SAARC: Dis­tant Dreams

Like other re­gions, the peo­ple of South Asia cre­ated SAARC in 1985 to futher friend­ship, trust and un­der­stand­ing. Have th­ese ob­jec­tives been achieved?

Southasia - - FRONT PAGE - By S.G. Ji­la­nee

Formed in 1985, the South Asian As­so­ci­a­tion for Re­gional Co­op­er­a­tion (SAARC) is now in its 30th year. Its mem­ber­ship has in­creased from the orig­i­nal seven ‘truly’ South Asian coun­tries - Bangladesh, Bhutan, In­dia, Mal­dives, Nepal, Pak­istan and Sri Lanka - to eight after Afghanistan’s in­clu­sion in 2007. Myan­mar is also flap­ping its wings to be a part of SAARC.

Great ex­pec­ta­tions were as­so­ci­ated with the new or­ga­ni­za­tion. For­mer Bangladesh Pres­i­dent, Gen­eral Zi­aur Rah­man who was the mo­ti­vat­ing force be­hind the for­ma­tion of SAARC, had dreams of mak­ing it a pro­to­type of the Euro­pean Union with free trade, visafree travel, common cur­rency and, per­haps, even common de­fense as some of its fea­tures.

But the re­al­i­ties are dif­fer­ent in the South Asian re­gion. In the EU, for ex­am­ple, there is no be­he­moth coun­try as In­dia. More­over, In­dia and Pak­istan are eter­nal ad­ver­saries. Sus­pi­cions have there­fore al­ways dogged the or­ga­ni­za­tion. Smaller coun­tries, led mainly by Pak­istan, are ap­pre­hen­sive of In­dia's hege­mony, while In­dia is wary of its smaller neigh­bors gang­ing up against it.

How­ever, de­spite ap­pre­hen­sions, SAARC was launched with great ex­pec­ta­tions with the aim "to pro­mote wel­fare eco­nomics, col­lec­tive sel­f­re­liance among the coun­tries of South Asia and to ac­cel­er­ate so­cio-cul­tural de­vel­op­ment in the re­gion." In other words it hoped to undo the dam­age done by split­ting In­dia and heal the rift.

Trade be­ing the back­bone of eco­nomic de­vel­op­ment, a South Asian Free Trade Area (SAFTA) was en­vis­aged as the first step to­wards the ul­ti­mate goals of a cus­toms union, a common mar­ket and an eco­nomic union.

The SAFTA Agree­ment was signed on Jan­uary 6, 2004 dur­ing the Twelfth SAARC Sum­mit held in Is­lam­abad, Pak­istan. The agree­ment en­tered into force on Jan­uary 1, 2006 and the Trade Lib­er­al­iza­tion Pro­gram com­menced from July 1, 2006. The agree­ment re­quired the mem­ber coun­tries to "bring their du­ties down to 20 per­cent by 2009." But it is not known whether this con­di­tion has been im­ple­mented. Mean­while, the SAFTA Min­is­te­rial Coun­cil has been es­tab­lished and it com­prises the com­merce min­is­ters of the mem­ber states.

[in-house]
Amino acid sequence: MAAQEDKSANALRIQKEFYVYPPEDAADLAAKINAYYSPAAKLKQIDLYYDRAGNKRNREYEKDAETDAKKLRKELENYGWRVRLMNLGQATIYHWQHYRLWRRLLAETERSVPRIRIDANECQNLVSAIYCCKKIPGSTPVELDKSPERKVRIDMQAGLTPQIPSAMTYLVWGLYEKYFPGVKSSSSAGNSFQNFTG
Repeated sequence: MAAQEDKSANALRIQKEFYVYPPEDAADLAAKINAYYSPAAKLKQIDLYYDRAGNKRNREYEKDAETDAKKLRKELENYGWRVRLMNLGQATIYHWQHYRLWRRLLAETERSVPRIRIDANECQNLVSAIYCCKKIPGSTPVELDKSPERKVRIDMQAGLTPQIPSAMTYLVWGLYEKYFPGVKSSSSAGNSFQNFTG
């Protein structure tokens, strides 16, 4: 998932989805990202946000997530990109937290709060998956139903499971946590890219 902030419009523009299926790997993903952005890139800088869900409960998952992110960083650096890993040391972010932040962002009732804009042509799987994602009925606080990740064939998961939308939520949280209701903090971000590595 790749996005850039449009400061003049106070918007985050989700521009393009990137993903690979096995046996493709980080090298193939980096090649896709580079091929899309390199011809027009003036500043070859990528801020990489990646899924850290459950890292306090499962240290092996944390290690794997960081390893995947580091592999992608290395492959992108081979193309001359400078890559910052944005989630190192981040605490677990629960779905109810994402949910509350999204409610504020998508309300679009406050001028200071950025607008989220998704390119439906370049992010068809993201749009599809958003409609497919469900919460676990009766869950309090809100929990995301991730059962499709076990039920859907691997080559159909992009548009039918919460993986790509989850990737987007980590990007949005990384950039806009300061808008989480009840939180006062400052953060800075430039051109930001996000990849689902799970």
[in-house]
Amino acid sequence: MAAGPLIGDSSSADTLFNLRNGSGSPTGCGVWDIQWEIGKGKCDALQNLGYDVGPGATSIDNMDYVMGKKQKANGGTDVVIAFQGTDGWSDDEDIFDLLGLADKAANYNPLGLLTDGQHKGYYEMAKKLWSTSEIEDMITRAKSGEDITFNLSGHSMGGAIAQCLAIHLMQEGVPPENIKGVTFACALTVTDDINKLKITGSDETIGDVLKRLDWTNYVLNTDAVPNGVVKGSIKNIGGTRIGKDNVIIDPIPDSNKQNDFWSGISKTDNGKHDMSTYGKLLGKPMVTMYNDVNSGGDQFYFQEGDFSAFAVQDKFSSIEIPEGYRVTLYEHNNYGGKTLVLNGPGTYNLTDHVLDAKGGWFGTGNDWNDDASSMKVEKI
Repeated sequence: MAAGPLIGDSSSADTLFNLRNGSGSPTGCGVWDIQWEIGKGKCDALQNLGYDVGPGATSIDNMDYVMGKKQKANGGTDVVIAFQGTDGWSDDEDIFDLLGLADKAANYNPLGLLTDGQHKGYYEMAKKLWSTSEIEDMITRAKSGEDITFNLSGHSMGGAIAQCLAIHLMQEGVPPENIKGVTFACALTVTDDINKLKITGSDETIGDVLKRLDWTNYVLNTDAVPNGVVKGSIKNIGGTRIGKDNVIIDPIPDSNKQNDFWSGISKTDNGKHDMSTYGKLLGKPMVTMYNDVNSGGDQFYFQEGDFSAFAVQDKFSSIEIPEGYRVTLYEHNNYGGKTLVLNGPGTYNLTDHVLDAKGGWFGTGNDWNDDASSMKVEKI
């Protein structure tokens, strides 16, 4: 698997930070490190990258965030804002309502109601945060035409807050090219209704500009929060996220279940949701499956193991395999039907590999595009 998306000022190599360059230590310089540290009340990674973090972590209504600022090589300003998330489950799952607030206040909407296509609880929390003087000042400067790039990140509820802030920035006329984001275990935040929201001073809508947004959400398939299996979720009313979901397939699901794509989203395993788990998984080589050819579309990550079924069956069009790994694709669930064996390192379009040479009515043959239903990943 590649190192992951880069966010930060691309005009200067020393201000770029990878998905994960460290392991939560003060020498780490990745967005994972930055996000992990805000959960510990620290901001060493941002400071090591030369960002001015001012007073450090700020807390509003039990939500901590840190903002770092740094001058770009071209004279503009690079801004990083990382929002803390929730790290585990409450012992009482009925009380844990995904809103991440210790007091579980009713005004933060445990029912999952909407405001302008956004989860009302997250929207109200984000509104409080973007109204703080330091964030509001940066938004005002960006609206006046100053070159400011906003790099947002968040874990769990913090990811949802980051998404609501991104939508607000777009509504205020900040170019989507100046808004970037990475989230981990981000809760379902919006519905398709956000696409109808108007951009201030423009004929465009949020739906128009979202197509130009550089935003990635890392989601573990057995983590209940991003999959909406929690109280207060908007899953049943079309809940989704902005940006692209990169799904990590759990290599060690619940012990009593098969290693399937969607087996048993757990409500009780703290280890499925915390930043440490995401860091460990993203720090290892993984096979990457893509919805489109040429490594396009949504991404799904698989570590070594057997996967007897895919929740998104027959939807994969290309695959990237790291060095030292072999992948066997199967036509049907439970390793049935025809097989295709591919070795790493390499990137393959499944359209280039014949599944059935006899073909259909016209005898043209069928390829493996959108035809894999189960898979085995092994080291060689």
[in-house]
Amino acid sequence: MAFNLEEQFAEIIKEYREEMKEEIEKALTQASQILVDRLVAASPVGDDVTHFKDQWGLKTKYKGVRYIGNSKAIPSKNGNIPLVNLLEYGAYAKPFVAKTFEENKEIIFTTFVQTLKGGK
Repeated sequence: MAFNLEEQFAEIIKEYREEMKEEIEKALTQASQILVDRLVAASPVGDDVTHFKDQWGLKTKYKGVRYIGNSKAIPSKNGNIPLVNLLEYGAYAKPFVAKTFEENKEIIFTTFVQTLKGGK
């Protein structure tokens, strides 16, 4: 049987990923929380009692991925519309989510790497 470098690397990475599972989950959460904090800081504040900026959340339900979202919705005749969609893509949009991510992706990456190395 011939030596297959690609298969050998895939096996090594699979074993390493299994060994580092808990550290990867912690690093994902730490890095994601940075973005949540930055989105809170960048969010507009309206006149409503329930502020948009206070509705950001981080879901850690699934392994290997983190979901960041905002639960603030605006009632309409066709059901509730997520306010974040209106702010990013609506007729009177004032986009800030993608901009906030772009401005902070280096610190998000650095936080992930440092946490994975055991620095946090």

But it has yet to de­liver on its prom­ise as there is very lit­tle sign of any con­crete steps by the mem­ber coun­tries to lib­er­al­ize trade among them­selves. Pak­istan has not even re­cip­ro­cated In­dia's grant of MFN sta­tus to it. Ex­ports from Nepal to Afghanistan are still not pos­si­ble by the land route through In­dia and Pak­istan. In fact, be­cause trans­port by the over­land route does not freely ply among Bangladesh, Nepal, In­dia, Pak­istan and Afghanistan, the aims of SAFTA are dif­fi­cult to re­al­ize. More­over, trade be­tween In­dia and Pak­istan re­mains hostage to the Kashmir dis­pute.

Another tan­gi­ble step was the

Sus­pi­cions have dogged SAARC since its for­ma­tion. Smaller coun­tries, led mainly by Pak­istan, are ap­pre­hen­sive of In­dia’s hege­mony, while In­dia is wary of its smaller neigh­bors gang­ing up against it.

SAARC Visa Ex­emp­tion Scheme. It was launched in 1992, after the lead­ers at the Fourth Sum­mit (Is­lam­abad, De­cem­ber 1988) de­cided to is­sue a spe­cial travel doc­u­ment to cer­tain cat­e­gories of dig­ni­taries which would ex­empt them from visas within the re­gion. But this is a far cry from the visa free travel model prac­ticed in the Euro­pean Union where the cit­i­zen of one coun­try could freely travel to another mem­ber coun­try or where a tourist from out­side the EU can freely travel to all mem­ber coun­tries if he ob­tains the visa to en­ter one EU coun­try.